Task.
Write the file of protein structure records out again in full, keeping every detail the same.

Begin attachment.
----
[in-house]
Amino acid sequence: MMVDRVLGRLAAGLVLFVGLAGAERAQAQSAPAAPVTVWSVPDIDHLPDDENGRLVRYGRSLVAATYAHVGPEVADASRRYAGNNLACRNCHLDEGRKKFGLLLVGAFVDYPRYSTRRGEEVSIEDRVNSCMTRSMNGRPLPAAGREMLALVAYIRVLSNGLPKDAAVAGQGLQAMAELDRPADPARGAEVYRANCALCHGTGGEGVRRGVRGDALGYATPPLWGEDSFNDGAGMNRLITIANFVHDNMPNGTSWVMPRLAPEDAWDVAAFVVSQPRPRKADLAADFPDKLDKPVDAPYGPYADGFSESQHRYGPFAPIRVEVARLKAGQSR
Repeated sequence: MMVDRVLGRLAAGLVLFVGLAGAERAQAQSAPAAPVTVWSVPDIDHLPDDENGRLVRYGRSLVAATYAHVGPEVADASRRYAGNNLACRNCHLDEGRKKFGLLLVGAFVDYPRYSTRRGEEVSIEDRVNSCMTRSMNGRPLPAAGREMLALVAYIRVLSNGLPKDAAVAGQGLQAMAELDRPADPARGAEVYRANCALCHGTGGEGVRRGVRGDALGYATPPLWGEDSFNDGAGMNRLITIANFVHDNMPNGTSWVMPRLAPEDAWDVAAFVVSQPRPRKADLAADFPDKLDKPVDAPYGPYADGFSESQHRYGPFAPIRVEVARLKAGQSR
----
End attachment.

[in-house]
Amino acid sequence: MMVDRVLGRLAAGLVLFVGLAGAERAQAQSAPAAPVTVWSVPDIDHLPDDENGRLVRYGRSLVAATYAHVGPEVADASRRYAGNNLACRNCHLDEGRKKFGLLLVGAFVDYPRYSTRRGEEVSIEDRVNSCMTRSMNGRPLPAAGREMLALVAYIRVLSNGLPKDAAVAGQGLQAMAELDRPADPARGAEVYRANCALCHGTGGEGVRRGVRGDALGYATPPLWGEDSFNDGAGMNRLITIANFVHDNMPNGTSWVMPRLAPEDAWDVAAFVVSQPRPRKADLAADFPDKLDKPVDAPYGPYADGFSESQHRYGPFAPIRVEVARLKAGQSR
Repeated sequence: MMVDRVLGRLAAGLVLFVGLAGAERAQAQSAPAAPVTVWSVPDIDHLPDDENGRLVRYGRSLVAATYAHVGPEVADASRRYAGNNLACRNCHLDEGRKKFGLLLVGAFVDYPRYSTRRGEEVSIEDRVNSCMTRSMNGRPLPAAGREMLALVAYIRVLSNGLPKDAAVAGQGLQAMAELDRPADPARGAEVYRANCALCHGTGGEGVRRGVRGDALGYATPPLWGEDSFNDGAGMNRLITIANFVHDNMPNGTSWVMPRLAPEDAWDVAAFVVSQPRPRKADLAADFPDKLDKPVDAPYGPYADGFSESQHRYGPFAPIRVEVARLKAGQSR